Parenting Sons Without Regrets: The Discipline of Discipline
- Tuesday, April 30, 2013
We’re in This Together
Godly discipline should not be viewed as a competition for power. Help your son understand the roles God has assigned each of you in the parent-child relationship. Instill in him the idea that God has given you 18 years, or while he is living in your home, to teach him how to obey God and say no to sinful desires. And let your son know that his role is to learn how to follow the Lord and resist temptation so he is prepared to stand strong when he is a grown man.
What about the times when your son disobeys you and breaks the rules? Don’t be surprised. Everyone sins, and needs to know what to do when that happens. When your son does wrong, view his offense as an opportunity to teach him how to make things right in his relation¬ship with the Lord and with you, or whomever he has sinned against.
Work to build a relationship of trust with your son. Empathize with him as he battles with temptation. Telling your son you identify with his struggle, because you wrestle with sin as well, will help him believe you really do understand his trials. When you make yourself vulnerable in this way, he will come to seek your counsel.
If you try to seem as though you are never tempted, your pretense could serve to alienate your son from you. He may think you cannot relate to his struggles and therefore couldn’t possibly know how to help him. Or worse, he will see through your hypocrisy and be turned off by Christianity altogether.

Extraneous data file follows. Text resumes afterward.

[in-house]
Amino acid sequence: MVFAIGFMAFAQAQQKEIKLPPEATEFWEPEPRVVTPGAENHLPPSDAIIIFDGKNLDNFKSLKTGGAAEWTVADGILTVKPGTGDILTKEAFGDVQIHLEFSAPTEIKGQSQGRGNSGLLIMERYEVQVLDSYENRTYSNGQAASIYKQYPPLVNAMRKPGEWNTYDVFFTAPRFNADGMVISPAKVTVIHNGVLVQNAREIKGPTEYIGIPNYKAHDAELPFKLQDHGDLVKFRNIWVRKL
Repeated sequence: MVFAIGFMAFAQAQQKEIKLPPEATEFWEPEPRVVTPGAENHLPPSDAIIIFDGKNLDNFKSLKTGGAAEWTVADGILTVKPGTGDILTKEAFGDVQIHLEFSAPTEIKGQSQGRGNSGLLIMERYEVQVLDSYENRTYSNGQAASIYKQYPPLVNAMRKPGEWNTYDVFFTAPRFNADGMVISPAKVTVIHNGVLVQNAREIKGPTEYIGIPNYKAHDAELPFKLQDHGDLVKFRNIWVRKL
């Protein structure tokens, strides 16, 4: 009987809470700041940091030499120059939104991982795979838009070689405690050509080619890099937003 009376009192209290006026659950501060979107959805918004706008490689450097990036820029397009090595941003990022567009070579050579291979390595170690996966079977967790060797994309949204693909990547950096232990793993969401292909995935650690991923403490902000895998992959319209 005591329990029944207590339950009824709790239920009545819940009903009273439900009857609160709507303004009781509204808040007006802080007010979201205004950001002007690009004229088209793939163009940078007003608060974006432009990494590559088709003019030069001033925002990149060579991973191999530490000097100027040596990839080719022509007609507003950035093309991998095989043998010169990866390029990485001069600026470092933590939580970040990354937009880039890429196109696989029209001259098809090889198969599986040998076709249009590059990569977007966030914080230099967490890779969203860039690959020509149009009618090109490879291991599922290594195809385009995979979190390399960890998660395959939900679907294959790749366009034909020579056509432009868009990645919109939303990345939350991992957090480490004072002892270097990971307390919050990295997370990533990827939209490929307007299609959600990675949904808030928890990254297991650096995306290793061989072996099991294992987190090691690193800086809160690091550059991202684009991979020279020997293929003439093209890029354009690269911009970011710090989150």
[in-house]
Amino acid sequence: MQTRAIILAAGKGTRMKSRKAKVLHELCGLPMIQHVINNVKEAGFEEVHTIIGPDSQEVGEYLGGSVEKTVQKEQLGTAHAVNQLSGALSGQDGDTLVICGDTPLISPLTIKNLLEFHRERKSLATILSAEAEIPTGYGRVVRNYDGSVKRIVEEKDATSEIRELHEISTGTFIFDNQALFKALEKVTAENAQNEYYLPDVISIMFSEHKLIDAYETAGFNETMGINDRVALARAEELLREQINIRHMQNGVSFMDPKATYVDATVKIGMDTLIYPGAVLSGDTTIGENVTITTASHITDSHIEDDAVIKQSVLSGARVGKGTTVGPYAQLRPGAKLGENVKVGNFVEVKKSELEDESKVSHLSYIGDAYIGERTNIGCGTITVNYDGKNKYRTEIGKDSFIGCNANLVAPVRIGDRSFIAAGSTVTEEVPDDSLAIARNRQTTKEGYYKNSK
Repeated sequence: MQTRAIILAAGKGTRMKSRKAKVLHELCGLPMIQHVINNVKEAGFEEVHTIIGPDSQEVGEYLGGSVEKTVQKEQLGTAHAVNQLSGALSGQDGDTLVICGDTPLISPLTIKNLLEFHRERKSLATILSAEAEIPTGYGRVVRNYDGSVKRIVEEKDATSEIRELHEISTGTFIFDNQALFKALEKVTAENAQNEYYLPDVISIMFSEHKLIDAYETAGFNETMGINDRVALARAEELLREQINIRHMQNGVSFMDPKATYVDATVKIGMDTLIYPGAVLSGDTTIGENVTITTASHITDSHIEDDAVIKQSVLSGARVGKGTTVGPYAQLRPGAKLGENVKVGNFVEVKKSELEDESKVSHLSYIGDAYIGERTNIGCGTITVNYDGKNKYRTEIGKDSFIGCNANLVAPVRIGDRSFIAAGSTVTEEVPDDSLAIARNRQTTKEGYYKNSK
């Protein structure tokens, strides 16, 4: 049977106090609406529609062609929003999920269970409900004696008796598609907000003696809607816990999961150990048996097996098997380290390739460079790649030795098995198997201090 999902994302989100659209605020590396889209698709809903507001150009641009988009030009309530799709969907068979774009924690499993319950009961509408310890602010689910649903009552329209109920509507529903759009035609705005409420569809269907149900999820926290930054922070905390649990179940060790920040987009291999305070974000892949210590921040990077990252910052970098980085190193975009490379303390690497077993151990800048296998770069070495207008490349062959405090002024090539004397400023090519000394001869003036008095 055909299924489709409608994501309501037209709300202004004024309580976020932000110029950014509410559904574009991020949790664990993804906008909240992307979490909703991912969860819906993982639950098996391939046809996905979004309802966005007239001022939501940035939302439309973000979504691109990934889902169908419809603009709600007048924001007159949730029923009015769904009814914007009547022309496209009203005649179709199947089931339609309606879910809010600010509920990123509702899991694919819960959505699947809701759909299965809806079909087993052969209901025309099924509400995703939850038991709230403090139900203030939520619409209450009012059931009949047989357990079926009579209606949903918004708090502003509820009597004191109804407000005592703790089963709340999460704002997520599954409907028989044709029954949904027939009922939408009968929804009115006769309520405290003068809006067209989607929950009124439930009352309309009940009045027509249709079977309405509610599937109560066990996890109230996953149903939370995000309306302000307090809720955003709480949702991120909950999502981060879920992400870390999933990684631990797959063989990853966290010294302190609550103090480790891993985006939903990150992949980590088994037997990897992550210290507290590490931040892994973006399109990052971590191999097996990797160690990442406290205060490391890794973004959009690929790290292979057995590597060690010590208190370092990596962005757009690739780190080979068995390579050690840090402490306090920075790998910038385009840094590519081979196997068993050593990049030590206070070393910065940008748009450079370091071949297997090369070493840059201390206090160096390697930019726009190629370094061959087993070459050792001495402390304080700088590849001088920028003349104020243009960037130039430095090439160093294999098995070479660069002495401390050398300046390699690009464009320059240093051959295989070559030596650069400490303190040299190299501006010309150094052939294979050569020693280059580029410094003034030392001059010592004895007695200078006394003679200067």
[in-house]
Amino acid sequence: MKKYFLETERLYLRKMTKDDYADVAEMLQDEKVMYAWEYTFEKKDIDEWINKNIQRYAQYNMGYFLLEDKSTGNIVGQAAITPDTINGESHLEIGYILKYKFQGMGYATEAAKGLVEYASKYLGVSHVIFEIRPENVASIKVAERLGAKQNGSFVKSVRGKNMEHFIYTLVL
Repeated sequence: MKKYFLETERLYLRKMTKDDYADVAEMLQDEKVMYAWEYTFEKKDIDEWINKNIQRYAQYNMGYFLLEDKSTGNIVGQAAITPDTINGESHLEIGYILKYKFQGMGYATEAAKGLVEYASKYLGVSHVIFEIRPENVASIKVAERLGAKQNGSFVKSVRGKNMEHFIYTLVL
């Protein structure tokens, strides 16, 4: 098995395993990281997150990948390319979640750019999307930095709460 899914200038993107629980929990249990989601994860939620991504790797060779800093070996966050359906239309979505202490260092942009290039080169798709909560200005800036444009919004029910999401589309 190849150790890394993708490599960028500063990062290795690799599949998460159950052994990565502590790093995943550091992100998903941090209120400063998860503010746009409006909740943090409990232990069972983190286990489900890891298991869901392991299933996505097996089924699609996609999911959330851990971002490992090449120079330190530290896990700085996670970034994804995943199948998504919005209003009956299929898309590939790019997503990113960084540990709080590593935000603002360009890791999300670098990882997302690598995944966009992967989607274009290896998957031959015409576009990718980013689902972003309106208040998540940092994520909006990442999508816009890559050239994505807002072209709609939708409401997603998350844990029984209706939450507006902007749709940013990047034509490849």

By living an honest, transparent life in front of your son, you can teach him how to know victory over temptation and sin. While it is not wise to tell him about every sinful desire with which you struggle, you can help your son realize how closely you must walk to the Lord to live an obedient life.
Here are some practical ways to live with sincerity before your son:
- When you lose your temper, ask your son to forgive you. You could say something like, “Ephesians 4:32 says we are to be kind to one another. Please forgive me for speaking harshly to you. I have asked God to forgive me for disobeying His Word, and to help me respond to you with kindness.”
- If you have gossiped in your son’s presence, tell him the Lord has convicted you about your sin. Say you have asked for God to forgive you and help you to keep your tongue from evil (1 Peter 3:10). Ask your son to forgive you as well.
- When your son has wronged you, forgive him. Explain how God gives you the ability to forgive and not hold a grudge.
Did you notice how many times the word forgive was used in the above list? Forgiveness should be a charac¬teristic of God’s people. By asking for your son’s forgiveness and readily extending forgiveness to him, you will build his respect for you and establish an environment which allows your son to better understand what God is like. You will make God attractive, and compel your son to desire Christ in his life.
The Lord Is My Banner
As your son learns how to live the victorious Christian life, he needs to believe you are in his corner, praying he will be strong in the face of temptation. When your son struggles with sin, remind him of the story in which Joshua fought against the enemy while Moses held up the rod of God (Exodus 17:8-16). As long as Moses kept his arms reached toward heaven, Joshua had the strength he needed for victory.
From Moses’ and Joshua’s example you can learn some specific ways to encourage your son when he struggles against temptation:
1. Paint a word picture for your son of you on the hill, praying for his victory, while he, like Joshua, fights as a valiant warrior of God (see Ephesians 6:12-13. Teach your son that the Lord made Joshua victorious because he was faithful and because of Moses’ prayer, and you are confident God can do the same for him.
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